MP calls on the Government to make it easier for small firms to take on apprentices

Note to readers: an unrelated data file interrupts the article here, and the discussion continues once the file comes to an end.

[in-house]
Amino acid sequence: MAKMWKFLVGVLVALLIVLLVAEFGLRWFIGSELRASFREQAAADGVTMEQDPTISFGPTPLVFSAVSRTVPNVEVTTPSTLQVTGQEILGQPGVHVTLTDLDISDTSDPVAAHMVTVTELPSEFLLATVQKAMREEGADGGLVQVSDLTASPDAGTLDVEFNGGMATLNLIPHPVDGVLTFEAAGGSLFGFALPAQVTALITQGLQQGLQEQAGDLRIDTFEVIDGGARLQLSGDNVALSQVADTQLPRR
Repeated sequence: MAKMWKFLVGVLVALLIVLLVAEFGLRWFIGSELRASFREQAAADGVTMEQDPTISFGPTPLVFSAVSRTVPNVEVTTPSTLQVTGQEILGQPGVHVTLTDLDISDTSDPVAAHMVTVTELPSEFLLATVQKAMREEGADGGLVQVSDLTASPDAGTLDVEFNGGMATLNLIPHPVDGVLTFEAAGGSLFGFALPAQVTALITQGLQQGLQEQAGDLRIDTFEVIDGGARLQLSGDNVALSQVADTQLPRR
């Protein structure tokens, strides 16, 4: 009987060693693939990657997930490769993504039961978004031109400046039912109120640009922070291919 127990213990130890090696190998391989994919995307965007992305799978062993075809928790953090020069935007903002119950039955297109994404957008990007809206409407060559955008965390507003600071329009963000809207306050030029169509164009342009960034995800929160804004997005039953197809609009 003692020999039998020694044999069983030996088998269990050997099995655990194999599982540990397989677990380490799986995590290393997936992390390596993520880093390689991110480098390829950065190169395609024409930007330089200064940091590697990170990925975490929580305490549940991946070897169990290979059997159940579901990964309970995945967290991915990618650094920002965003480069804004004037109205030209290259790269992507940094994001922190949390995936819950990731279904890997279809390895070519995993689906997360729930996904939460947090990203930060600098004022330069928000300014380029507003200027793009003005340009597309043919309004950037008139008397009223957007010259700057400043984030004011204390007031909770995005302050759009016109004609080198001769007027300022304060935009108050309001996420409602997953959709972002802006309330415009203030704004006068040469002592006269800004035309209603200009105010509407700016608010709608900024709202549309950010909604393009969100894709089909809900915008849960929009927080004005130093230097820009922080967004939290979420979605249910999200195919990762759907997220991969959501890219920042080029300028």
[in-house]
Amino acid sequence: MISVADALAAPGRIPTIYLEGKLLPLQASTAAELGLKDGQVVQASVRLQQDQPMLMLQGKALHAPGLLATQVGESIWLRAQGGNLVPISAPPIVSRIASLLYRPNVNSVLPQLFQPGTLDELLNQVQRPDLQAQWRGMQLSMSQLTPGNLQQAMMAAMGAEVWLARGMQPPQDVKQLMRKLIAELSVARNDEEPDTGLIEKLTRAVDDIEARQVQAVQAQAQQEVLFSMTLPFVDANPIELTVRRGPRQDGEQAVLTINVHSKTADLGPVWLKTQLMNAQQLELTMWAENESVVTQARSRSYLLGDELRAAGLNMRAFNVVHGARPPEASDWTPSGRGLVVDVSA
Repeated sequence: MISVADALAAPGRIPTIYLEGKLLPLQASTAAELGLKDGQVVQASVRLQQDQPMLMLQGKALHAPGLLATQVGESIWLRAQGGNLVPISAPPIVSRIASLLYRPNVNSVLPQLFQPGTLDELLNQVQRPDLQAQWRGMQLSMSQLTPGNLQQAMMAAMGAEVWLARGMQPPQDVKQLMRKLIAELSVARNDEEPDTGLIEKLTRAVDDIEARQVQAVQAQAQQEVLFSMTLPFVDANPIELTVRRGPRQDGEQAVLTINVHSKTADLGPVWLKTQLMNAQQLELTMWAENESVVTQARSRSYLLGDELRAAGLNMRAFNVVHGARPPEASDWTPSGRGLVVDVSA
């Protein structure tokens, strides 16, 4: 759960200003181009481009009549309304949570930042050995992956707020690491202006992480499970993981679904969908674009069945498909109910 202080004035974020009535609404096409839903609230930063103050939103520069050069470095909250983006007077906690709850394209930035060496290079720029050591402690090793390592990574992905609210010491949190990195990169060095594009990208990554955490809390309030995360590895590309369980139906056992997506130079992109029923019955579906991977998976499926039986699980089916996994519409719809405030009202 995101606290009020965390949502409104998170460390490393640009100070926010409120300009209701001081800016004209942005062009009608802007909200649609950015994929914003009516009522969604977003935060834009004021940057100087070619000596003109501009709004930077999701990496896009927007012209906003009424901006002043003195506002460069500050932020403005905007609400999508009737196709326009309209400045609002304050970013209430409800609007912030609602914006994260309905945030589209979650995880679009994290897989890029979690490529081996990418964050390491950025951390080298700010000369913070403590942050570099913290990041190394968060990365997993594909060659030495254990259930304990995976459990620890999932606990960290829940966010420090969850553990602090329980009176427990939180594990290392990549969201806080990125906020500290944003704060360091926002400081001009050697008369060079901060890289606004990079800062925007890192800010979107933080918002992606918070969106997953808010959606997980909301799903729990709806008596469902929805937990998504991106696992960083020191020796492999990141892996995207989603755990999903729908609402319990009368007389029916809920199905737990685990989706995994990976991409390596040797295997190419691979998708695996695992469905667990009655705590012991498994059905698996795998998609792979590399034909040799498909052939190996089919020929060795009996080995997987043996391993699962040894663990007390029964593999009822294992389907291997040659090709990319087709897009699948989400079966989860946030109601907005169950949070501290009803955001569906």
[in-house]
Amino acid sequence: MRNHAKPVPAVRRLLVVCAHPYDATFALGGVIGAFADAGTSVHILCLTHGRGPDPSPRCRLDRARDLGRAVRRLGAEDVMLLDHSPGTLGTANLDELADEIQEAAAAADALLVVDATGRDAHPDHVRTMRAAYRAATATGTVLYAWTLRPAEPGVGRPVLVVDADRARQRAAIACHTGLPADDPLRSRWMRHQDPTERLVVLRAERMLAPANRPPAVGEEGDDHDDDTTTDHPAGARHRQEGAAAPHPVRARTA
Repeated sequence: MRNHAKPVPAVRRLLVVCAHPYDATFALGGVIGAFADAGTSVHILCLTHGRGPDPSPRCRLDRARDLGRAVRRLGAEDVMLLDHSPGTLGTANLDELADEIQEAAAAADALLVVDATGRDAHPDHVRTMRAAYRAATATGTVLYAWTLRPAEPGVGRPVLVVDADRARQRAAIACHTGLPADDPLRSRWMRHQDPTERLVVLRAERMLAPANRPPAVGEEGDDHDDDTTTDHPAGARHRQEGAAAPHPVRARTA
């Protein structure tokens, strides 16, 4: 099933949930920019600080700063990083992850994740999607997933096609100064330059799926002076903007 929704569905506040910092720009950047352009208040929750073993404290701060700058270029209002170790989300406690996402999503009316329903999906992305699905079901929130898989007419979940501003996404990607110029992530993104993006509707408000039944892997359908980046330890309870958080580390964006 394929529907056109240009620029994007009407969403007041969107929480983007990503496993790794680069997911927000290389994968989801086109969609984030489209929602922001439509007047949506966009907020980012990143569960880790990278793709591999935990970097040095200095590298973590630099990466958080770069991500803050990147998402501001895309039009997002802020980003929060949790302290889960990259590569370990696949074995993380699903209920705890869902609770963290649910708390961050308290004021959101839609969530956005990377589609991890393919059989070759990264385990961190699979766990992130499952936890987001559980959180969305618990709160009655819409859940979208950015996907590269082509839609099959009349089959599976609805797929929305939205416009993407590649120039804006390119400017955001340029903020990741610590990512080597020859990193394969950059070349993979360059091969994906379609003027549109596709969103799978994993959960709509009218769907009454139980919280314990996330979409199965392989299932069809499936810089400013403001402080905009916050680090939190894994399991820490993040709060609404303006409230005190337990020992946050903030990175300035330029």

Neil Parish welcomes the increase in the number of apprenticeships and calls on the Government to make it easier for small and micro-businesses to take on apprentices by reducing red-tape and bureaucracy.Neil Parish (Tiverton and Honiton) (Con): I am glad to follow my hon. Friend the Member for Burton (Andrew Griffiths), who rightly pointed out that although we are all supposed to be on holiday, attendance among hon. Members has been very good this evening because we realise how important this issue is. I thank the Minister very much for his earlier statement about apprenticeships and the fact that we are nearly doubling them. I shall give some figures from my constituency, although I cannot quite beat the percentage increase that my hon. Friend has seen in Burton. We had 580 apprenticeships last year, which is going up this year to 780—nearly 800—so we are going in completely the right direction.I want to make a plea to the Minister. It is good that larger businesses are taking on apprentices, but some 50% of the private sector economy comprises small companies and micro-businesses, and they take on only about 2% of the apprentices throughout the country. It is important that we get that figure up. We must ensure that apprenticeship schemes are worth while, but we must also ensure that they are not so burdensome or beset by red tape and bureaucracy that small companies will not use them. Small companies and micro-businesses are personal concerns that someone has built up, and if a young person can work every day with the person running the company, that will be important not only for building the business but for building up a relationship that could lead to the business taking on an extra employee. It would therefore help tremendously if more small businesses could be persuaded to take on apprentices.Justin Tomlinson (North Swindon) (Con): One of the biggest challenges that micro-businesses face is that of accessing information on providing an apprenticeship. In previous debates, I have called on the Minister to provide such information in the annual business rates mail-out, setting out just how easy it is to offer those opportunities, which are good for the business and good for the apprentice.Neil Parish: My hon. Friend makes a good point. Individuals in small and micro-businesses usually work very hard and do not have much time to look through such information, and they certainly do not have anyone else to deal with that side of the administration. I am sure that the Minister will take that point on board, to ensure that such businesses have greater access to apprenticeship schemes.In my constituency of Tiverton and Honiton, both those towns contain many little manufacturing and engineering businesses that are taking on apprentices, as do Axminster, Seaton and Cullompton. I was an unofficial apprentice; I was milking cows at 13. My father—God rest his soul—did not believe in paying anybody, and certainly not his own son. Seriously, though, agriculture nowadays has changed. Anyone who drives tractors will know that they light up like a Christmas tree. They are full of computers, and probably cost between £50,000 and £60,000. People need really good skills to be able to drive them. Similarly, the machinery used in engineering businesses is all computerised. Apprentices need greater skills now than ever before, and this is linked to education and to colleges. Petroc college in Tiverton, for example, is creating more and more links to apprenticeships. That needs to be done; colleges need to link into businesses in that way. Constituencies such as mine have a lot of agriculture and a lot of tourism. They also contain many eating establishments and other businesses that can build in apprenticeships to provide real skills and meaningful jobs.I want to echo the comment from other Members. Bringing young people and older people—especially those who are not used to working—into apprenticeships and retraining can give them valuable experience of work. That is where small companies and micro-businesses can be useful, because one-to-one interaction between the employer and the apprentice will give the apprentice the confidence to carry on and build a career. It is a matter of giving people confidence and the ability to work.My final point is on the youth schemes designed to help young people. There are 40,000 places on those schemes, and I hope that we will be able to find a bit more money, even in these difficult times, to fund a few more places. I think we all agree that we want to see all our young people in jobs. It is rather rich of the Labour party to knock what we are doing when we have doubled the number of apprenticeship schemes, and are now adding the youth schemes to help young people. We saw a rise in youth unemployment during Labour’s time in office. The Labour Government created a huge boom in the economy, only to create a huge bust afterwards. Youth unemployment rose during that time, and we are going to have to fight hard to get those people back into work and to get the apprenticeship schemes running so that we can give young people a great future.| Hansard